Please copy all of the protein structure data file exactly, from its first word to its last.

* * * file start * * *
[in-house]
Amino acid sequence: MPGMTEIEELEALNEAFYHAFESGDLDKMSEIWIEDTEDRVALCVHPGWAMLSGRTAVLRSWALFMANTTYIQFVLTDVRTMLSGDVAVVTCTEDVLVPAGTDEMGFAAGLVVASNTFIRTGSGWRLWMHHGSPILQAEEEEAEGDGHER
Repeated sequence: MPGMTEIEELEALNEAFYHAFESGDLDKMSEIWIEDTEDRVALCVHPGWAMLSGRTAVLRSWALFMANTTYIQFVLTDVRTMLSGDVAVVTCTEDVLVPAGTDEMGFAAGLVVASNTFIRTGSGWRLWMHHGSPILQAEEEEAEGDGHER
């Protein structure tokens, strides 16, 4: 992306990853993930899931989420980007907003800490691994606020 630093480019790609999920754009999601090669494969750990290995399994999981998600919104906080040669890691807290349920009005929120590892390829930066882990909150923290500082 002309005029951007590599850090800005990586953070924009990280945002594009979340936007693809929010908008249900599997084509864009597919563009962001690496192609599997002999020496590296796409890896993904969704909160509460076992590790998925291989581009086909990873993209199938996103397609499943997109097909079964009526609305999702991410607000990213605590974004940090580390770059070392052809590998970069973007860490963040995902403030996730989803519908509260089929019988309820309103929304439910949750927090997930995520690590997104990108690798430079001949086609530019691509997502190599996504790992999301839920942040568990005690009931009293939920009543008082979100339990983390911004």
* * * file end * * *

[in-house]
Amino acid sequence: MPGMTEIEELEALNEAFYHAFESGDLDKMSEIWIEDTEDRVALCVHPGWAMLSGRTAVLRSWALFMANTTYIQFVLTDVRTMLSGDVAVVTCTEDVLVPAGTDEMGFAAGLVVASNTFIRTGSGWRLWMHHGSPILQAEEEEAEGDGHER
Repeated sequence: MPGMTEIEELEALNEAFYHAFESGDLDKMSEIWIEDTEDRVALCVHPGWAMLSGRTAVLRSWALFMANTTYIQFVLTDVRTMLSGDVAVVTCTEDVLVPAGTDEMGFAAGLVVASNTFIRTGSGWRLWMHHGSPILQAEEEEAEGDGHER
């Protein structure tokens, strides 16, 4: 992306990853993930899931989420980007907003800490691994606020 630093480019790609999920754009999601090669494969750990290995399994999981998600919104906080040669890691807290349920009005929120590892390829930066882990909150923290500082 002309005029951007590599850090800005990586953070924009990280945002594009979340936007693809929010908008249900599997084509864009597919563009962001690496192609599997002999020496590296796409890896993904969704909160509460076992590790998925291989581009086909990873993209199938996103397609499943997109097909079964009526609305999702991410607000990213605590974004940090580390770059070392052809590998970069973007860490963040995902403030996730989803519908509260089929019988309820309103929304439910949750927090997930995520690590997104990108690798430079001949086609530019691509997502190599996504790992999301839920942040568990005690009931009293939920009543008082979100339990983390911004």